Book Corner: An Interview with Novelist Derek Birks

Whilst at the Harrogate History Festival last week I had the opportunity to do some interviews for The Review, with my Review colleague, Jayne Smith. The 1st interview was with the charming Derek Birks, author of the Rebels & Brothers series of books, which I have recently reviewed.junefeudcover

What made you start writing? I always wanted to write. I started at about 17, writing adventure stories, but they were rubbish. Then I got caught up with other things. 40 years later I wanted to find out if I could do it. looking back, I couldn’t have written the books I have when I was that age.

Why are your stories set in the Wars of the Roses? It’s always been one of my favourite periods. The characters are so fascinating – you couldn’t make up the characters and situations if you tried.

Who were your major writing influences? Bernard Cornwell and Alexandre Dumas. I love the Musketeers stuff. And Bernard Cornwell was a breath of fresh air – his writing was less polite than anything else around at the time.

How do you approach your writing day? I write almost entirely in the mornings, staring around 7.30. I can write for as long as I want, but usually finish about 1 o’clock and then have lunch.

If you lose track, do you give up or carry on? If I hit a snag, to clear my mind I go for a walk, or a swim and don’t think about it – then the ideas pop in my head. It helps to make for a better plot, usually. The same happens if my editor – my son- says something is not working; I’ll think about it and come up with something better.

How do you kill off your characters? I started my first book writing something direct and full of action, but that meant some characters would die. By the 3rd book my characters’ attitude to death changed. In the first 2 there was no fear of the consequences. By the 3rd I looked at battle weariness and regret and the characters look at it differently. I changed my mind about killing a character I had always intended to kill off – and killed off someone else instead. In book 4, someone had to die, it was just a matter of deciding who.

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Derek Birks,, Jayne Smith and myself.

Most books written about wars have women as peripheral characters, weak and helpless. Why did you write Eleanor as a fighter? There is an audience for a strong woman. I tried to have several different women’s roles, and Eleanor was the antidote to the traditional women’s roles. She’s a catalyst for control. She has an edge in that men don’t expect her reactions.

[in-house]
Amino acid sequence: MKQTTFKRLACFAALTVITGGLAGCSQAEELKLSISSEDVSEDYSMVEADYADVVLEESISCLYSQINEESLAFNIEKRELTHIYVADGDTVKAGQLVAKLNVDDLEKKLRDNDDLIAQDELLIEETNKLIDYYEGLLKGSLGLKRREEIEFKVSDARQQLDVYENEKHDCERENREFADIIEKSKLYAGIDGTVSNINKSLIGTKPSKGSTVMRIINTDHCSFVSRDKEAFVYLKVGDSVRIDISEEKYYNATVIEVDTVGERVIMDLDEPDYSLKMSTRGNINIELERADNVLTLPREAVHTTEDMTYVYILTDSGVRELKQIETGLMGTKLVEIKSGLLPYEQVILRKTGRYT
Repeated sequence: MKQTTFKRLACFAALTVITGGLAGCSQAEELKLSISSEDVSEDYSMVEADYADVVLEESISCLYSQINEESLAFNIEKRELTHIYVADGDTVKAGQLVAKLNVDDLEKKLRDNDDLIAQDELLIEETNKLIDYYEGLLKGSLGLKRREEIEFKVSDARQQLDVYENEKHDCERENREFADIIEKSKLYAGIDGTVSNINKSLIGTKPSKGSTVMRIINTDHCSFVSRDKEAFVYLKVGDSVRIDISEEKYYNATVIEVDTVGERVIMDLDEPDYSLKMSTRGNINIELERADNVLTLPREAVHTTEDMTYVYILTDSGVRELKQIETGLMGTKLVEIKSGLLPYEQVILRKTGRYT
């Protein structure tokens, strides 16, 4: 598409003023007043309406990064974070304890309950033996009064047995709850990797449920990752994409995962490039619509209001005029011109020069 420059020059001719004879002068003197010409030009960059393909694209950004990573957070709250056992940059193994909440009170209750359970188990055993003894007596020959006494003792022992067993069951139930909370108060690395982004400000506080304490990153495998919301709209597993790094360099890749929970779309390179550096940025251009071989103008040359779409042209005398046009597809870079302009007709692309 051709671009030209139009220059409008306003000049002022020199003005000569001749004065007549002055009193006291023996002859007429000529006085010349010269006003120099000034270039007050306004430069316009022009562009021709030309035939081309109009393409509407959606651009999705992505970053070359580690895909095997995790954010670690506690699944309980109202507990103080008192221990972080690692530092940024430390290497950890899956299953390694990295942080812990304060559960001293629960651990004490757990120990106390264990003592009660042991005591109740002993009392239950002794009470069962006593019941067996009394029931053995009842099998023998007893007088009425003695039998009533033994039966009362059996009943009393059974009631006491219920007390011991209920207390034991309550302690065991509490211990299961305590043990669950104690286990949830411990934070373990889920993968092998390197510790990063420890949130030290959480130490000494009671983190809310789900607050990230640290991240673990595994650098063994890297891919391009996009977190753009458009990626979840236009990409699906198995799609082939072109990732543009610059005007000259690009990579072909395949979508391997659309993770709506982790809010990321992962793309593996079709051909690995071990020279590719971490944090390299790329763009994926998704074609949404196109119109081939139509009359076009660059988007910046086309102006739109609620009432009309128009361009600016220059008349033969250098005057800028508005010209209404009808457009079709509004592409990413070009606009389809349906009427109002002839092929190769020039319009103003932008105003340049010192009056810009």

Do your characters talk to you? I don’t think they do. I sometimes go to bed thinking of the story line. But they do have specific theme music; Eleanor’s is Try by Pink and Ned’s is Brothers in Arms by Dire Straits.

Who do you think is your best character and who is your favourite? I would like to think Ned is my best character – and Eleanor is definitely my favourite. I can’t imagine Eleanor getting older. She was the hardest to develop through the book sand I hope she grew up.

If someone said they wanted to make a film, do you have an actor or actress in mind to play Ned and Eleanor? Ned would need to be someone with an amount of vulnerability – Sean Bean wouldn’t be right for it. Eleanor would be someone like the woman in Kill Bill – Uma Thurman?

Do you know how the book is going to end when you start it? Usually, yes. I wrote the end of Feud before writing the middle. With the 2nd and 3rd books yes. With the 4th I knew there was going to be an almighty clash, but didn’t know who would go – I was going to do a Butch & Sundance thing where everyone but 1 died, but decided that was less plausible. I hope the ending came across plausible.

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Did you change any of  your characters halfway through? With my 3 main characters – the 3 siblings – I had a clear idea of what they would be like at the beginning and where they were going. But I did change Robert. At one point he could be viewed as an out-and-out villain, but he was more complex in book 4. Normally I don’t change whether or not they are essentially good or bad.


What’s Next? I wanted to do something like Dumas did with the Musketeers sequel, you know, Twenty Years After. So the next series is set 12 years after, in 1482/3. Some characters from the 1st series will be in it. I’ve only written 10,000 words so far, so its in the very early stages. It will be a series, but it may go on for a while. I have learnt from writing the first series, the first of the new series will be written as a stand alone, with few or no loose ends. 

A big thank you to Derek Birks for answering our questions.

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